After Mercédès leaves, Monte Cristo reflects that "the structure that was so long in building, which demanded so much anxious toil, has been demolished at a single blow, a single word, a breath of air." More than his own death, he regrets the ruin of his plan of vengeance. He wonders if perhaps God, after all, didn't want him to complete his plans. He regrets that Danglars and Villefort have escaped "the punishment that awaited them in this world," but he accepts that they'll be punished in the next world.
He writes a letter to let the world know that he is consciously making the decision to die in the duel with Albert. Then he makes some changes to his will, adding an inheritance for Maximilien. Haydée will inherit the bulk of his fortune, including property and houses. Haydée sees the will and pleads with him not to leave her. He realizes that if he were to live, he and Haydée might have a chance at happiness together.
Monte Cristo and his seconds, Maximilien and Emmanuel, arrive at the site arranged for the duel. Alberto's seconds, Beauchamp and Château-Renaud, are there, along with Franz and Debray. Albert arrives late, and instead of beginning the duel he apologizes to Monte Cristo. Last night, he explains, he learned that the count had strong reasons to take revenge on his father, and he respects those reasons. Monte Cristo realizes that Mercédès has spoken to Albert. The two men are reconciled, and the duel is canceled.
After the count and his seconds depart, Beauchamp congratulates Albert on taking such a generous and chivalrous decision. Château-Renaud is less approving of the departure from convention and expectations. Albert returns home and puts his belongings in order, preparing to move out of the house. His mother is preparing to leave as well. They decide to leave together immediately, before Morcerf returns home. Albert intends to take his mother's name and make a new start. As they leave the house to take a cab to a boarding house, Bertuccio approaches and gives Albert a letter from Monte Cristo. In the letter, the count says that as a young seaman, in anticipation of his intended marriage to Mercédès, he had buried his savings in the yard of the house where his father was living in Marseille. He knows that it is still there, and advises Albert to retrieve it to help them in their new situation. The count writes that the money rightfully belongs to Mercédès because it was originally intended for her. She accepts, saying that she will use it to pay her dowry into a convent.
Monte Cristo returns home from the duel and is greeted joyfully by Haydée. He realizes Haydée means as much to him now as Mercédès did long ago. The Comte de Morcerf arrives, intent on upholding his honor after learning that the duel didn't take place. The count tells Morcerf that Albert is not a coward: he probably didn't fight because he decided that his father was more guilty than Monte Cristo. Morcerf insists he will fight Monte Cristo to the death, even though he doesn't know why Monte Cristo is his enemy. At that, Monte Cristo rushes out of the room and returns wearing a sailor's jacket and hat. Stunned, Morcerf cries out, "Edmond Dantès!" He flees the house, climbs into his carriage, and directs his driver to take him home. The carriage arrives at the mansion just as his wife and son are leaving the house. He hides from them and watches their cab drive away. Then he goes to his room and shoots himself.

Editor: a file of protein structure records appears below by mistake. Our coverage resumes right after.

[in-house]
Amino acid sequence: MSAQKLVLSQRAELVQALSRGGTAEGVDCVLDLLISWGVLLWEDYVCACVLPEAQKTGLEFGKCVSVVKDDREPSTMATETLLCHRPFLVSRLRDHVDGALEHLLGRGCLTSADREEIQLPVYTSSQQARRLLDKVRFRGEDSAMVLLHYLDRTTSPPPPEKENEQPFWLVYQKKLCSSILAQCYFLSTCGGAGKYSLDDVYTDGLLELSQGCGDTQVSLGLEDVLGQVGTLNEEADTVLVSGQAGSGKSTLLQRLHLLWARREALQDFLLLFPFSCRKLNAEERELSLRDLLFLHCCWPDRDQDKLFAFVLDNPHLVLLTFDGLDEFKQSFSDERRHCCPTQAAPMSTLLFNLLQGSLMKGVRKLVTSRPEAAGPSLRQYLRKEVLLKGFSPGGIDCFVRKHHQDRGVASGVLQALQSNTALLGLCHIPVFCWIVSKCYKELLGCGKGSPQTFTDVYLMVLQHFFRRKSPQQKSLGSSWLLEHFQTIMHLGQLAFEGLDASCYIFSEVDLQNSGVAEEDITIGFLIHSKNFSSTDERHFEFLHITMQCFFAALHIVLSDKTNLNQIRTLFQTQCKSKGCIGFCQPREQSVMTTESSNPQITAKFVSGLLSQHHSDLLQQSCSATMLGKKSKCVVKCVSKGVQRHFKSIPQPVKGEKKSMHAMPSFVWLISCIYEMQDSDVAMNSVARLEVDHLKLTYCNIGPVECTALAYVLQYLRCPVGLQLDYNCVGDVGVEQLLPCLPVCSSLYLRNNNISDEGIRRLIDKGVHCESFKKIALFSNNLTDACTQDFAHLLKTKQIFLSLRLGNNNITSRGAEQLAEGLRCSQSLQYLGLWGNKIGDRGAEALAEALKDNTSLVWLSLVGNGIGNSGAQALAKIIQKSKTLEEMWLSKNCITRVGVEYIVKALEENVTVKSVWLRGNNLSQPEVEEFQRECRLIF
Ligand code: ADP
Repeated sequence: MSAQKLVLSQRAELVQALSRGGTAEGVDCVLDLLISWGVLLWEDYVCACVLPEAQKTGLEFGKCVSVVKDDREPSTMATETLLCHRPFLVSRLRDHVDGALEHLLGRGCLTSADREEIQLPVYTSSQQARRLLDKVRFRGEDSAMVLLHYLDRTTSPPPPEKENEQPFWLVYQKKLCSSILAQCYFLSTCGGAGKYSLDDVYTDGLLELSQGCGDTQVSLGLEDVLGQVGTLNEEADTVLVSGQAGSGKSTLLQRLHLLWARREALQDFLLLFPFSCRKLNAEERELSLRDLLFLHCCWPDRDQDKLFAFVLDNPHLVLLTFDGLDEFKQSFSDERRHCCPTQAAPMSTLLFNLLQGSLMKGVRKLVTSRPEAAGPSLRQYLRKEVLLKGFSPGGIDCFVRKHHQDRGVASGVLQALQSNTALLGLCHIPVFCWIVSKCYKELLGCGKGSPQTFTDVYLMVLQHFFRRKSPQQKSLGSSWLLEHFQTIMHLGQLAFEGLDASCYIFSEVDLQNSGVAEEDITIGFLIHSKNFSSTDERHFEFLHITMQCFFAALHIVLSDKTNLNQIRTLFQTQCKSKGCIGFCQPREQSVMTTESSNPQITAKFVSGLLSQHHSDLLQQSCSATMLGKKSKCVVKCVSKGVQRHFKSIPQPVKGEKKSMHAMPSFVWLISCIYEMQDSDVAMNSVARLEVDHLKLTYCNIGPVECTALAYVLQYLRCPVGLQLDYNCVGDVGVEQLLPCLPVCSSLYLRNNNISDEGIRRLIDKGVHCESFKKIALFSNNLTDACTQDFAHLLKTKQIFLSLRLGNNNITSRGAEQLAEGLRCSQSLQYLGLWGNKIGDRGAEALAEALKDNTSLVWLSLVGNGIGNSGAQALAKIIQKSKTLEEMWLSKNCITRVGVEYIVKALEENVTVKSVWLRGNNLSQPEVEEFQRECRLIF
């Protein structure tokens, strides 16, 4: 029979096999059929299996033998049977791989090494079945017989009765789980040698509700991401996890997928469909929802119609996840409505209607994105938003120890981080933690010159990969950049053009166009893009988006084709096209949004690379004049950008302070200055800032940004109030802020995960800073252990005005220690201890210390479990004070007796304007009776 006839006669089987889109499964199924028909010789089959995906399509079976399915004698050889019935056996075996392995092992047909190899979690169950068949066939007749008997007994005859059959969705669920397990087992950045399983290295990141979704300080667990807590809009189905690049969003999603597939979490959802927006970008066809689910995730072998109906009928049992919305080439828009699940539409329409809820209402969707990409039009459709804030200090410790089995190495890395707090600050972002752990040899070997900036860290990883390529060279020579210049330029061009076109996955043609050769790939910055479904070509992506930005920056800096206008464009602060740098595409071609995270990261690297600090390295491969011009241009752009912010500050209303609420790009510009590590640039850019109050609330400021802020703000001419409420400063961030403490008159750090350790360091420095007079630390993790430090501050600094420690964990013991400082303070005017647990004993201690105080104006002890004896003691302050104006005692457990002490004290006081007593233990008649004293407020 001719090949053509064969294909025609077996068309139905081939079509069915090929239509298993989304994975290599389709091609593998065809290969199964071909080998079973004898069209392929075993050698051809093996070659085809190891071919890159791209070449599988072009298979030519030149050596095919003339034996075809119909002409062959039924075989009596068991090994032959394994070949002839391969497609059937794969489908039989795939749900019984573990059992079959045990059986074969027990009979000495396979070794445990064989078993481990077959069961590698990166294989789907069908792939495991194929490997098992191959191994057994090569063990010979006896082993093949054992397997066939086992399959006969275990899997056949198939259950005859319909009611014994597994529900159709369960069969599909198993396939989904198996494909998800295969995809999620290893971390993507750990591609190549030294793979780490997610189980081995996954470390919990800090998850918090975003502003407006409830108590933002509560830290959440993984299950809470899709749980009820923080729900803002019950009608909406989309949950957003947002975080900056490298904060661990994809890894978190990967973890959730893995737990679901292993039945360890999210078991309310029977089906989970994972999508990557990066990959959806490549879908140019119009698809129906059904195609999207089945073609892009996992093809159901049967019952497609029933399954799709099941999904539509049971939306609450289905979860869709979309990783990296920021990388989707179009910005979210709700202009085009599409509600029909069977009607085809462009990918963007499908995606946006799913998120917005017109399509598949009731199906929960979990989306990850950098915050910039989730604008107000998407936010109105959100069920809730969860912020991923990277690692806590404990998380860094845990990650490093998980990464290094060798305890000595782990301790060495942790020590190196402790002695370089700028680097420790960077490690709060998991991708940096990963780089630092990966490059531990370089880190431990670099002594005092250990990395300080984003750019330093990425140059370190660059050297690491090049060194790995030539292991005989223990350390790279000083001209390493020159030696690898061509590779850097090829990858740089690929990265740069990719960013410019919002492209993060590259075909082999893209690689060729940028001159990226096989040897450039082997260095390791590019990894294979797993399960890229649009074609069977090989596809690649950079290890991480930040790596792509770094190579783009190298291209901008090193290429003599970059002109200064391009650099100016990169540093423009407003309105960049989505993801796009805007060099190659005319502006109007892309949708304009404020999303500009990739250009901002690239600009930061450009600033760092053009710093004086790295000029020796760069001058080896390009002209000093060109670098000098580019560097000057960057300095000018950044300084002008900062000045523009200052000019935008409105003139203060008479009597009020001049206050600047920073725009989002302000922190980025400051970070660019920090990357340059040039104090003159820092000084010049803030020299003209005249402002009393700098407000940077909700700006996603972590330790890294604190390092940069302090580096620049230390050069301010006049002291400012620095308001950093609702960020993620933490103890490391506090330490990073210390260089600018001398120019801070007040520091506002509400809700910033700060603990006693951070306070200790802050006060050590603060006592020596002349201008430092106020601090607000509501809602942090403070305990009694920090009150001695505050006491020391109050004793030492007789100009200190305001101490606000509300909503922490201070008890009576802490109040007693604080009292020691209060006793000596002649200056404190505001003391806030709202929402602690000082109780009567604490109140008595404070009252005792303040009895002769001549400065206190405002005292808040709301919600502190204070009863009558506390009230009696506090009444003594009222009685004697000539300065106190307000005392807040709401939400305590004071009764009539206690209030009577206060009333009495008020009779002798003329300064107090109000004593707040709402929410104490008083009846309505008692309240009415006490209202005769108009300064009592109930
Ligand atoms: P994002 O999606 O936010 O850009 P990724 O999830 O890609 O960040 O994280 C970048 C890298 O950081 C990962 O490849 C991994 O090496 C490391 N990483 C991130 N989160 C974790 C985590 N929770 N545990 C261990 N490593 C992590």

Chapter 86 completes the humiliation and destruction of Fernand. In Chapter 87, Albert believes that it is Monte Cristo who is the enemy he needs to confront. Mercédès's plea that he remain friends with the count in Chapter 88 may be as puzzling to readers as it is to Albert. Is her essential goodness blinding her to the dark impulses in the man she knew as Edmond Dantès? Or does her faith and intuition tell her that, as much as suffering has changed him, he is still essentially decent and honest?
The Count of Monte Cristo, contrary to expectations, doesn't have one huge dramatic climax, as might be expected. The story was first published in serial installments in the newspaper, so the suspense and the plot twists had to keep going over a long period of time. But the encounter between Mercédès and Monte Cristo in Chapter 89 might be considered a major turning point of the story. Mercédès succeeds in getting Monte Cristo to stop and question the path of vengeance that he has so carefully plotted out and has been following so single-mindedly.
Monte Cristo's reflections in Chapter 90 confirm that he has given up his plans to punish Danglars and Villefort. He's determined to die in the duel with Albert, but losing a duel will tarnish the heroic, almost superhuman image he's created for himself. He can't have people thinking that the Count of Monte Cristo failed in a duel, so he writes a letter explaining his decision.
Dumas wrote many popular plays before turning to novels, and his dramatic flair is evident in the scene in Chapter 92 in which the count appears before Morcerf in sailor's clothing. The passage has a strong visual appeal because it reads like a scene in a somewhat melodramatic play, complete with stage directions. The impact of that scene is then eclipsed by an even more memorable one in which the carriage carrying Mercédès and Albert pulls away from the Morcerf mansion, followed immediately by the gunshot with which Morcerf ends his life.